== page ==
Former Manitoba marriage commissioner loses battle to opt out of performing same-sex weddings

The court has ruled against a former Manitoba marriage commissioner’s claims that the province’s requirement to perform same-sex marriages violates his freedom of religion.

Kevin Kisilowsky argued the requirement violates his freedom of religion

A court has ruled against a former Manitoba marriage commissioner's claims he should be able to opt out of performing same-sex marriages. The court said allowing him to do so 'could result in more rejections and difficulty for same-sex couples,' particularly 'in remote or small communities,' like Steinbach, Man., where thousands of people took part in the first Pride parade July 9th. (CBC)

The court has ruled against a former Manitoba marriage commissioner's claims that the province's requirement to perform same-sex marriages violates his freedom of religion.

In September, Kevin Kisilowsky filed his case to the Court of Queen's Bench in Winnipeg calling for the law mandating that all marriage commissioners perform same-sex weddings be struck down.

Kisilowsky, a Christian who performs his ministry through the Bondslave Motorcycle Club, was appointed a marriage commissioner in 2003. However, he stopped in 2004 following the Supreme Court of Canada ruling that legalized same-sex marriage.

All commissioners in Manitoba are required to perform same-sex ceremonies. Unlike priests, rabbis and other religious officials, marriage commissioners perform civil ceremonies only and must follow provincial guidelines.

Canada's first legally married same-sex couple Michael Stark, left, and Michael Leshner kiss after their marriage in Superior Court in Toronto on Tuesday, June 10, 2003. Kisilowsky said marrying same-sex couples went against his religious beliefs. ( Frank Gunn / The Canadian Press)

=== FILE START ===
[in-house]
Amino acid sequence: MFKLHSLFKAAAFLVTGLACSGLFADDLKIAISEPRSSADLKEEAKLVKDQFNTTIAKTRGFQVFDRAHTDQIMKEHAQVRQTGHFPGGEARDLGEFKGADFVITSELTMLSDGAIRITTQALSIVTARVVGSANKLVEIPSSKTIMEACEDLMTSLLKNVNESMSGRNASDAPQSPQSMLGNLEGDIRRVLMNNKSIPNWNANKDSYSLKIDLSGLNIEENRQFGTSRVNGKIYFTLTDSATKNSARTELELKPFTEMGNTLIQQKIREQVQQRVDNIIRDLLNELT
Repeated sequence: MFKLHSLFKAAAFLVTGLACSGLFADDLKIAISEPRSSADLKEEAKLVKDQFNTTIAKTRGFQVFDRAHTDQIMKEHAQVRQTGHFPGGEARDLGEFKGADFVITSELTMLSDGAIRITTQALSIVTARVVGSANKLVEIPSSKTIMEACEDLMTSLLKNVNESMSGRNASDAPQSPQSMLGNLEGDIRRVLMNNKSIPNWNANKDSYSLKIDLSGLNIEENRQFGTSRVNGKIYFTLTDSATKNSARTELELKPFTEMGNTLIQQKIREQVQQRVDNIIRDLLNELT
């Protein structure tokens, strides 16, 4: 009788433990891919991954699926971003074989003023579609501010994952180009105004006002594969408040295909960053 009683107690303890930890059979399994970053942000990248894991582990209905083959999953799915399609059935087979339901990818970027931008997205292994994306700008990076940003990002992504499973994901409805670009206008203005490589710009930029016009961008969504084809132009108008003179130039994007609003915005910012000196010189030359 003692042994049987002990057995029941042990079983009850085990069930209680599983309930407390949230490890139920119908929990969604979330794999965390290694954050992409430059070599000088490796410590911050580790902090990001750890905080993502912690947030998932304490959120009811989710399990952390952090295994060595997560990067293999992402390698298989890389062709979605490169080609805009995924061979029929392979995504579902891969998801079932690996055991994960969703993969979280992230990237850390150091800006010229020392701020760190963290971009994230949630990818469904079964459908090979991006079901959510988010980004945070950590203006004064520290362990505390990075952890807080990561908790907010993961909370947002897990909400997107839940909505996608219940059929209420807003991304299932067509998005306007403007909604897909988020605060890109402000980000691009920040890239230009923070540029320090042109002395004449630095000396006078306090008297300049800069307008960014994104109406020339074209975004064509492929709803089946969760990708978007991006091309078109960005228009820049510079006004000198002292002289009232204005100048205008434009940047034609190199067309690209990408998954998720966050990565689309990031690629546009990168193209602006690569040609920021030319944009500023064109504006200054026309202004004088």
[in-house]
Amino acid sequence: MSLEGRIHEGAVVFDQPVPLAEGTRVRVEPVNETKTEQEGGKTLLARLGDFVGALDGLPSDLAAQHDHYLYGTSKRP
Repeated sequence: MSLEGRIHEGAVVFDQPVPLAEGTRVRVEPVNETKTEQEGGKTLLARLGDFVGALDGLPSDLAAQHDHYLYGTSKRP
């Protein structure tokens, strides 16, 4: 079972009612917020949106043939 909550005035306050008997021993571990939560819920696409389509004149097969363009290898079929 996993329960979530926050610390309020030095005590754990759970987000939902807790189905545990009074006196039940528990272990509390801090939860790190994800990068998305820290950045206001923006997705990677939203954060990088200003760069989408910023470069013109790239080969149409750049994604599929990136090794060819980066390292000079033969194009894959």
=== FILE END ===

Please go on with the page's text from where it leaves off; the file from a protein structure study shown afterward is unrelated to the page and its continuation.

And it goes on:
Kisilowsky said marrying same-sex couples went against his religious beliefs. He also filed a complaint with the Manitoba Human Rights Commission but it was dismissed in 2005.

In the judgment delivered on Monday, Justice Karen Simonsen said Kisilowsky had other options for performing marriages including applying for a temporary marriage commissioner's appointment, which he has done before.

Refusing would be 'significant and offensive'

"The effect of the applicant telling a same-sex couple that he cannot marry them would be significant and offensive. If the applicant were allowed to refuse to do so, other marriage commissioners may follow suit," Simonsen wrote in the ruling.

"This could result in more rejections and difficulty for same-sex couples finding a marriage commissioner who would marry them. The difficulty could be compounded in remote or small communities where the number of marriage commissioners is small."

Simonsen added that Kisilowsky can practice his faith as he chooses "but is simply not permitted to use his faith as a basis to refuse to marry couples whose weddings, due to religious or moral views, offend him."